There were 538 households of which 45.2% had children under the age of 18 living with them, 55.8% were married couples living together, 13.0% had a female householder with no husband present, 7.6% had a male householder with no wife present, and 23.6% were non-families. 17.1% of all households were made up of individuals and 5.7% had someone living alone who was 65 years of age or older. The average household size was 3.00 and the average family size was 3.34.

The median age in the city was 31.9 years. 31.5% of residents were under the age of 18; 8.1% were between the ages of 18 and 24; 29.4% were from 25 to 44; 23% were from 45 to 64; and 8.1% were 65 years of age or older. The gender makeup of the city was 50.1% male and 49.9% female.

2000 census[edit]

As of the census[4] of 2000, there were 1,478 people, 471 households, and 373 families residing in the city. The population density was 2,461.0 people per square mile (951.1/km2). There were 495 housing units at an average density of 824.2 per square mile (318.5/km2). The racial makeup of the city was 90.73% White, 0.14% African American, 1.42% Native American, 0.68% Asian, 0.07% Pacific Islander, 5.01% from other races, and 1.96% from two or more races. Hispanic or Latino of any race were 11.50% of the population.

There were 471 households out of which 45.4% had children under the age of 18 living with them, 61.6% were married couples living together, 11.7% had a female householder with no husband present, and 20.6% were non-families. 15.9% of all households were made up of individuals and 6.2% had someone living alone who was 65 years of age or older. The average household size was 3.14 and the average family size was 3.42.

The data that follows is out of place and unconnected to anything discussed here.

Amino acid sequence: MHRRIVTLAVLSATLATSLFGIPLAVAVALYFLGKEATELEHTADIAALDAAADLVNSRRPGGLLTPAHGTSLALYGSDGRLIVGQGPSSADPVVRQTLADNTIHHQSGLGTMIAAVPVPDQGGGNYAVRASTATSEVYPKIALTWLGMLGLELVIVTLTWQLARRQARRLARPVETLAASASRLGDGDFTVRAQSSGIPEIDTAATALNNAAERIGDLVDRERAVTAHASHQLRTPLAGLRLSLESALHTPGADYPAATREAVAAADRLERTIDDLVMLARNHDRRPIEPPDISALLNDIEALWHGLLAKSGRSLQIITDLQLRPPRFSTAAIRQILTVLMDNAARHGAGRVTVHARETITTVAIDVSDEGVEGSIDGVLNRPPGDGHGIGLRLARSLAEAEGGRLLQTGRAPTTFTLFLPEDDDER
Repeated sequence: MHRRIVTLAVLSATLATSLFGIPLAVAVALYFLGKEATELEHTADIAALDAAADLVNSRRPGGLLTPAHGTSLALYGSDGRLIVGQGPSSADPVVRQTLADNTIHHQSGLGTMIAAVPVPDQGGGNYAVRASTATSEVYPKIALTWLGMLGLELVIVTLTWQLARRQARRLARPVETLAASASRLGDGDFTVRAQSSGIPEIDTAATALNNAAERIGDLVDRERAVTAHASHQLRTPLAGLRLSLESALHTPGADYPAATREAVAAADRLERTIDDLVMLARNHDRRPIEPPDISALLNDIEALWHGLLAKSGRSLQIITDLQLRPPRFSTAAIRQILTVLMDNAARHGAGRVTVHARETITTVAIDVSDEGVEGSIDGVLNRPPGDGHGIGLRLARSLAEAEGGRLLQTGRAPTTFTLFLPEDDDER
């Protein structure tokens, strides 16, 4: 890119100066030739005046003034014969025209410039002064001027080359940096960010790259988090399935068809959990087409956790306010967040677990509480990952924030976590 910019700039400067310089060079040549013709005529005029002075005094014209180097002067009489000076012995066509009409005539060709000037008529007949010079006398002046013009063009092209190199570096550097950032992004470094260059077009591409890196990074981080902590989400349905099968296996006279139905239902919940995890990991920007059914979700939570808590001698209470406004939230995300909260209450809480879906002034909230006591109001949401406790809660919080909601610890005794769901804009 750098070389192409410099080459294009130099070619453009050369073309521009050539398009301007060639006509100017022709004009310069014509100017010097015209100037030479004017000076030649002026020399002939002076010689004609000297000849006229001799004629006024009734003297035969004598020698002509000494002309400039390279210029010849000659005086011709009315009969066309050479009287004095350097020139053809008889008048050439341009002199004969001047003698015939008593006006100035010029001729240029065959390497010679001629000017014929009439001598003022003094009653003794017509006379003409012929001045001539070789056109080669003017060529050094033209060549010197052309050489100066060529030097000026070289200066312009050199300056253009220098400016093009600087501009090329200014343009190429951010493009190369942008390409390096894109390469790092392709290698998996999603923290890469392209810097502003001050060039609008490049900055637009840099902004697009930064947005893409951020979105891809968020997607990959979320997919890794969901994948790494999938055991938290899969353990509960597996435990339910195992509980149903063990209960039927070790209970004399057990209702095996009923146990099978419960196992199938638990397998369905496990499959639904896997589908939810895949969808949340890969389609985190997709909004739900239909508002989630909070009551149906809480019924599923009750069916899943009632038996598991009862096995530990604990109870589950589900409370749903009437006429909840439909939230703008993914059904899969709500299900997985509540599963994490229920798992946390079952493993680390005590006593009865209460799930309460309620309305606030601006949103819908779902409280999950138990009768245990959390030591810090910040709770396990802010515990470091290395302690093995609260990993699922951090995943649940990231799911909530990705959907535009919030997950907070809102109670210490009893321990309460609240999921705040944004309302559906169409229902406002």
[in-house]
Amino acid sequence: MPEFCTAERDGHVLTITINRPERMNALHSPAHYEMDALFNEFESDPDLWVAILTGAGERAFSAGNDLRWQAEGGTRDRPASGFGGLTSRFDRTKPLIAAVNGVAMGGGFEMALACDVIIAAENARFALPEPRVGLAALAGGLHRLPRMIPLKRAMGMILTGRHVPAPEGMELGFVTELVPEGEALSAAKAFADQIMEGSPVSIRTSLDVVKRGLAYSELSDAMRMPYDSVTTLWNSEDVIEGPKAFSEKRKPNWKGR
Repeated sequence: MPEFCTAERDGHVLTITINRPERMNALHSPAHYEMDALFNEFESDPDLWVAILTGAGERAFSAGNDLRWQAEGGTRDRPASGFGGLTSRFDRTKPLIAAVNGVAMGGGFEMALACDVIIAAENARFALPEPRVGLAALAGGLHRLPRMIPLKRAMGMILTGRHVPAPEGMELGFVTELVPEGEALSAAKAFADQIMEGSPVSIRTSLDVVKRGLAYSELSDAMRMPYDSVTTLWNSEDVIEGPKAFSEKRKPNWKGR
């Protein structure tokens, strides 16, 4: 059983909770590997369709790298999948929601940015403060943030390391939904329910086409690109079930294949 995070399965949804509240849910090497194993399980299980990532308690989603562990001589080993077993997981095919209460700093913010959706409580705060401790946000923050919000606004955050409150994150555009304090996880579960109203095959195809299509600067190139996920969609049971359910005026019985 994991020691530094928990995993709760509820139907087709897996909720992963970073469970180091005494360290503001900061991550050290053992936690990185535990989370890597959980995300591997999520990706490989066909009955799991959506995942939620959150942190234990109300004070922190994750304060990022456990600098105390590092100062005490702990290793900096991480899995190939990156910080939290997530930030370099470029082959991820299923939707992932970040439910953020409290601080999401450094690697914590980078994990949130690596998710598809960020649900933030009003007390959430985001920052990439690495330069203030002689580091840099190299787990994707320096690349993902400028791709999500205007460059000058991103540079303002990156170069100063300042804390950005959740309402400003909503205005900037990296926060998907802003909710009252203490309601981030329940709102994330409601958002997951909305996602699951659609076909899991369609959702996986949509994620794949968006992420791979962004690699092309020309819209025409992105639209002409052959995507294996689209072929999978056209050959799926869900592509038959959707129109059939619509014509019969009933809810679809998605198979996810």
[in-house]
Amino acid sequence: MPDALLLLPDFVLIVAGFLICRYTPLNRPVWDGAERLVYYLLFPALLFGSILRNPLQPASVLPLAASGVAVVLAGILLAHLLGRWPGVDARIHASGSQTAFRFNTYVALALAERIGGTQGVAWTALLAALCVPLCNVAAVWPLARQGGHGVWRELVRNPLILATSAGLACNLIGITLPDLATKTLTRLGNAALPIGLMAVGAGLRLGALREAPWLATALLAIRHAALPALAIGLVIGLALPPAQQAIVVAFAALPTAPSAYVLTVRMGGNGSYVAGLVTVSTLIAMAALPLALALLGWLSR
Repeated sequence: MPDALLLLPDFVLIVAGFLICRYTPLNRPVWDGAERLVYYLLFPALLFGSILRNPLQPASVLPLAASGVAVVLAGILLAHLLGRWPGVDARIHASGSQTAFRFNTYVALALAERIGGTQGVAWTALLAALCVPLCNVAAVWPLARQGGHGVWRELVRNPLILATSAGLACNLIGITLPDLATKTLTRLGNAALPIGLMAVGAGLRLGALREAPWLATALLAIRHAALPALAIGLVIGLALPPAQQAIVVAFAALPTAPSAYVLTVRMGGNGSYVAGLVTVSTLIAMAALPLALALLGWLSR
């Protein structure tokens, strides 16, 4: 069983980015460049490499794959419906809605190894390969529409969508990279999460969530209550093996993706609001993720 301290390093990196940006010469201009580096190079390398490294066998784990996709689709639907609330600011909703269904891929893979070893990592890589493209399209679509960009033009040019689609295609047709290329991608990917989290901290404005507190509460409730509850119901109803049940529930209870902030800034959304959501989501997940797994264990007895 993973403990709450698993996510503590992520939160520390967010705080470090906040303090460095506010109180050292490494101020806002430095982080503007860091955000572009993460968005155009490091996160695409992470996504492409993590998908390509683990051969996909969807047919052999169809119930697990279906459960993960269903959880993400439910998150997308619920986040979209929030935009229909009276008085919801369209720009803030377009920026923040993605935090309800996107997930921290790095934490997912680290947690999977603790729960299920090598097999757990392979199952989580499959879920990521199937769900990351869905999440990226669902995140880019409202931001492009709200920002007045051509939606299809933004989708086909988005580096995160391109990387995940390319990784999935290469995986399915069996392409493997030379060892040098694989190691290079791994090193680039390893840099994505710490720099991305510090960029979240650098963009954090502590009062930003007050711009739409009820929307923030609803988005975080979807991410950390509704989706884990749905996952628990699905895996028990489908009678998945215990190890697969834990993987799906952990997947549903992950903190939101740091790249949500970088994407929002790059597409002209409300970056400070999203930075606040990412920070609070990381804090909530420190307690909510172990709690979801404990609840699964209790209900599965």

In the city the population was spread out with 33.8% under the age of 18, 9.5% from 18 to 24, 29.4% from 25 to 44, 18.7% from 45 to 64, and 8.7% who were 65 years of age or older. The median age was 30 years. For every 100 females there were 101.4 males. For every 100 females age 18 and over, there were 99.6 males.

The median income for a household in the city was $40,556, and the median income for a family was $42,375. Males had a median income of $30,417 versus $25,662 for females. The per capita income for the city was $13,563. About 8.7% of families and 9.6% of the population were below the poverty line, including 9.7% of those under age 18 and 17.5% of those age 65 or over.

See also[edit]

References[edit]

  1. ^ a b "US Gazetteer files 2010". United States Census Bureau. Retrieved 2012-12-21. 
  2. ^ a b "American FactFinder". United States Census Bureau. Retrieved 2012-12-21. 
  3. ^ "Population Estimates". United States Census Bureau. Retrieved 2013-06-02. 
  4. ^ a b "American FactFinder". United States Census Bureau. Retrieved 2008-01-31. 
  5. ^ "US Board on Geographic Names". United States Geological Survey. 2007-10-25. Retrieved 2008-01-31. 
  6. ^ American FactFinder - Results
  7. ^ a b c Corning, Howard M. Dictionary of Oregon History. Binfords & Mort Publishing, 1956.
  8. ^ a b c McArthur, Lewis A.; Lewis L. McArthur (2003) [1928]. Oregon Geographic Names (Seventh Edition ed.). Portland, Oregon: Oregon Historical Society Press. p. 22. ISBN 0-87595-277-1. 
  9. ^ Whitney, J. R. (1905). The Special Laws of the State of Oregon Enacted by The Twenty-third Legislative Assembly Regular Session. Salem, Oregon: State Printer. p. 829. 

External links[edit]